Families sue helicopter contractor over fatal crash
AVIANO AIR BASE, Italy — Family members of three U.S. servicemembers killed in a UH-60 helicopter crash in 2007 have filed a lawsuit in a U.S. District Court against the company charged with maintaining the aircraft.
The suit, announced by New York attorney Hunter J. Shkolnik in a news release Thursday, alleges that DynCorp International failed to maintain the helicopter adequately, resulting in a crash that killed six servicemembers and injured five more. The Black Hawk, based with Company G, 52nd Aviation Regiment at Aviano, crashed on the banks of the Piave River on Nov. 8, 2007.
Family members of Air Force Capt. Cartize Durham, Air Force Staff Sgt. Mark Spence and Army Capt. Christian Skoglund filed the suit Oct. 5 in the San Antonio Division for the Western District of Texas, a court clerk confirmed Friday.
Also killed in the crash were Air Force Staff Sgt. Robert Rogers, Senior Airman Kenneth Hauprich and Army Chief Warrant Officer 2 DavidAngelo Alvarez.
A preliminary investigation conducted by V Corps ruled out pilot error and environmental factors. It concluded the crash was either caused by control failure or a foreign object lodged in the controls. It also mentioned that pilots had complained about the aircraft’s performance previously, but had been told the situation had been addressed.
Shkolnik, with the firm Rheingold, Valet, Rheingold, Shkolnik & McCartney LLP, said that much of the suit is based on information from another investigation into the crash by the Army Combat Readiness/Safety Center at Fort Rucker, Ala.
A spokeswoman at the center said Friday that the crash investigation is complete, but has not been released.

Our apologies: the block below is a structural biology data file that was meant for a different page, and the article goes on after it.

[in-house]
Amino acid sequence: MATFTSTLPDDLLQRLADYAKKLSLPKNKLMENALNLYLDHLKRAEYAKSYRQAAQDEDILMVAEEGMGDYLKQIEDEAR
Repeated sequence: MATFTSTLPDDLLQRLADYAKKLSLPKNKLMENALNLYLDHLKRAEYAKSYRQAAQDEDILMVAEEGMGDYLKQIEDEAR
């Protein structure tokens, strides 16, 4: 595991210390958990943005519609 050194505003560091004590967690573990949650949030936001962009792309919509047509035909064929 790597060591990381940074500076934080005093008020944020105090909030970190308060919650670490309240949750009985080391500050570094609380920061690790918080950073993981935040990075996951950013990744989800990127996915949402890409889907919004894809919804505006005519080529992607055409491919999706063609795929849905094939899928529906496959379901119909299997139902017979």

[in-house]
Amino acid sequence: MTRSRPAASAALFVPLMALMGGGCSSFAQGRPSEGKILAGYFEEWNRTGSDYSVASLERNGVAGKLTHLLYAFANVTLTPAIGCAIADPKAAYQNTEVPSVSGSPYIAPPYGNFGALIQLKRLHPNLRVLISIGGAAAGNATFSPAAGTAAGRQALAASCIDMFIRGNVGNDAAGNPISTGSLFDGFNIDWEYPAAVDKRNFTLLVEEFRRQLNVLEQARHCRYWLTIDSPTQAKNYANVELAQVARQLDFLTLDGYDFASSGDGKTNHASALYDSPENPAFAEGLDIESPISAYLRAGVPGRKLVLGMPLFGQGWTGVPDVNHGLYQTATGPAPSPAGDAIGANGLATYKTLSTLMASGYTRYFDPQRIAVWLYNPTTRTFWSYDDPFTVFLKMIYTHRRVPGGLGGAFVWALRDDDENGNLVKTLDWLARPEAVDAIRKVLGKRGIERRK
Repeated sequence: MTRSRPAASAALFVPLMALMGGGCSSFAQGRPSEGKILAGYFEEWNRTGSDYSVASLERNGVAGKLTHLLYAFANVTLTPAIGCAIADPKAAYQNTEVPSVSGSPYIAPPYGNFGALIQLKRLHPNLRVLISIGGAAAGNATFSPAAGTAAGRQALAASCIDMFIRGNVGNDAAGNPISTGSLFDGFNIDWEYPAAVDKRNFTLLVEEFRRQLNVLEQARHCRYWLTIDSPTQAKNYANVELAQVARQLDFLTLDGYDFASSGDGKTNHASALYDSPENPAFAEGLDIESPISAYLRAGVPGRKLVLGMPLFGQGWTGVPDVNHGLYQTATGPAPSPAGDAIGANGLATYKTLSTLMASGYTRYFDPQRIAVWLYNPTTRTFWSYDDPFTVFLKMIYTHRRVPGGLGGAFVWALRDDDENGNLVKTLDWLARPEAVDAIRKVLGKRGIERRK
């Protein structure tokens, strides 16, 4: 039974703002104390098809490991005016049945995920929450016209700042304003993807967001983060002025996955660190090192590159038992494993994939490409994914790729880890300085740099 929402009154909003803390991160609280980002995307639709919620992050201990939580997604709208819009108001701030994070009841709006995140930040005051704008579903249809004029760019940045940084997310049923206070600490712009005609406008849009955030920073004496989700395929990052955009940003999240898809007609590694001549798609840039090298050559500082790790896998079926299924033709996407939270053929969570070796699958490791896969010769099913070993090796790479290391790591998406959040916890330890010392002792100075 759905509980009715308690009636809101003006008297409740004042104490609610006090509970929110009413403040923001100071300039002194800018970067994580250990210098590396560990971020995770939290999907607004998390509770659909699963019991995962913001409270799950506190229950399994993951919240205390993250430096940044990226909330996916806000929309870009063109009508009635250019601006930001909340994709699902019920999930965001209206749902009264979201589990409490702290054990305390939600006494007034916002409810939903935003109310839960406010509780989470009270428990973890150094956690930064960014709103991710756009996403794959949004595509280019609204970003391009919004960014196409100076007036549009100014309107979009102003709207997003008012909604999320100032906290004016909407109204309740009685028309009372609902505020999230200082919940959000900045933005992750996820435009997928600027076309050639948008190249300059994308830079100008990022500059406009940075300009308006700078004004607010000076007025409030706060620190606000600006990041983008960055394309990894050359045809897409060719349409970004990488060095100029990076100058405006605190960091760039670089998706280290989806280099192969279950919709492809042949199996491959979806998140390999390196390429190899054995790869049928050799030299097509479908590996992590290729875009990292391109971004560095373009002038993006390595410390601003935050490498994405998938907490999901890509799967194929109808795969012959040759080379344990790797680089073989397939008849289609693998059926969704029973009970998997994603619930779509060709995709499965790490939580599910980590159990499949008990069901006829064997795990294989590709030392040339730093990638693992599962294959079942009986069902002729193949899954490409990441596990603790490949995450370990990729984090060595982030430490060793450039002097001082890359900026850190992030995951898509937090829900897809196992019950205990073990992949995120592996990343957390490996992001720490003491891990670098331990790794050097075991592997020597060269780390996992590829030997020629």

Shkolnik said in a brief phone interview Friday that the families were seeking financial compensation, but he declined to provide an amount.
“We’re seeking what’s fair compensation for the families,” he said.
Douglas Ebner, a spokesman for DynCorp, said the company regrets the loss of life, but rejects Shkolnik’s interpretation of the company’s role in it.
“The families of those involved in the accident have our deepest sympathy,” Ebner said in a phone interview from the company’s headquarters in Falls Church, Va. “That needs to be said.”
But he said that some statements contained in Shkolnik’s release would be disputed.
And “we regret the plaintiff’s attempt to try this case in the media.”
DynCorp holds numerous contracts around the globe providing support for U.S. military operations.
“We’re very proud of our service in avionics support,” Ebner said. “And we’re very proud of our relationship serving the U.S. military.”
DynCorp announced earlier this year that it had been awarded a contract to provide maintenance support for Army helicopters in Europe. The contract was supposed to start in July. A 21st Theater Sustainment Command official could not confirm Friday whether the contract is in force.
Shkolnik said a judge has been assigned to the case and he expected to attend the first hearing before the end of the year.